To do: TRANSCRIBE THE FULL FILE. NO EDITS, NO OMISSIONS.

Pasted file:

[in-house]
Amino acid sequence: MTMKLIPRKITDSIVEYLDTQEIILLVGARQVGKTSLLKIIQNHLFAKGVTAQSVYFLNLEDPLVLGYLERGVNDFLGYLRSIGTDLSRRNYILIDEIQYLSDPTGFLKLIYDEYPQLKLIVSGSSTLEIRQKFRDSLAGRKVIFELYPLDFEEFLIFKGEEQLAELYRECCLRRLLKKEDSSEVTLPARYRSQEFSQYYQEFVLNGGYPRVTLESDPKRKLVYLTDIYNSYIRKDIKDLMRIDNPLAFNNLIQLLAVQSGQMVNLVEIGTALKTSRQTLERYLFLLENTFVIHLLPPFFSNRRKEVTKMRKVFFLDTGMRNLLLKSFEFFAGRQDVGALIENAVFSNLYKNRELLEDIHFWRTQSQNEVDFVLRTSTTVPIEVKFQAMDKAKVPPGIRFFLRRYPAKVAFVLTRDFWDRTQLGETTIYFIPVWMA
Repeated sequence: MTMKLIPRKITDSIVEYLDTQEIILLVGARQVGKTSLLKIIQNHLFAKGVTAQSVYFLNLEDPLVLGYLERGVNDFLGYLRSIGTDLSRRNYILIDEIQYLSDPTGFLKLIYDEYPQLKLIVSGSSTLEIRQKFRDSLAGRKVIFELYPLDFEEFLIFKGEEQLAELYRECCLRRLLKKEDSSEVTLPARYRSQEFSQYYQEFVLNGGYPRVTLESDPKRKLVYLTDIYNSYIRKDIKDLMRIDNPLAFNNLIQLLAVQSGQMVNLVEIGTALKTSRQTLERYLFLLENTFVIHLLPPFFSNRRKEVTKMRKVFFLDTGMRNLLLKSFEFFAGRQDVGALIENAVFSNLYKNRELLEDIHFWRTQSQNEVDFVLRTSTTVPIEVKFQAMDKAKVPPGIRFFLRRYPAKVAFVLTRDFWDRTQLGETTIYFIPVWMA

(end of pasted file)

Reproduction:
[in-house]
Amino acid sequence: MTMKLIPRKITDSIVEYLDTQEIILLVGARQVGKTSLLKIIQNHLFAKGVTAQSVYFLNLEDPLVLGYLERGVNDFLGYLRSIGTDLSRRNYILIDEIQYLSDPTGFLKLIYDEYPQLKLIVSGSSTLEIRQKFRDSLAGRKVIFELYPLDFEEFLIFKGEEQLAELYRECCLRRLLKKEDSSEVTLPARYRSQEFSQYYQEFVLNGGYPRVTLESDPKRKLVYLTDIYNSYIRKDIKDLMRIDNPLAFNNLIQLLAVQSGQMVNLVEIGTALKTSRQTLERYLFLLENTFVIHLLPPFFSNRRKEVTKMRKVFFLDTGMRNLLLKSFEFFAGRQDVGALIENAVFSNLYKNRELLEDIHFWRTQSQNEVDFVLRTSTTVPIEVKFQAMDKAKVPPGIRFFLRRYPAKVAFVLTRDFWDRTQLGETTIYFIPVWMA
Repeated sequence: MTMKLIPRKITDSIVEYLDTQEIILLVGARQVGKTSLLKIIQNHLFAKGVTAQSVYFLNLEDPLVLGYLERGVNDFLGYLRSIGTDLSRRNYILIDEIQYLSDPTGFLKLIYDEYPQLKLIVSGSSTLEIRQKFRDSLAGRKVIFELYPLDFEEFLIFKGEEQLAELYRECCLRRLLKKEDSSEVTLPARYRSQEFSQYYQEFVLNGGYPRVTLESDPKRKLVYLTDIYNSYIRKDIKDLMRIDNPLAFNNLIQLLAVQSGQMVNLVEIGTALKTSRQTLERYLFLLENTFVIHLLPPFFSNRRKEVTKMRKVFFLDTGMRNLLLKSFEFFAGRQDVGALIENAVFSNLYKNRELLEDIHFWRTQSQNEVDFVLRTSTTVPIEVKFQAMDKAKVPPGIRFFLRRYPAKVAFVLTRDFWDRTQLGETTIYFIPVWMA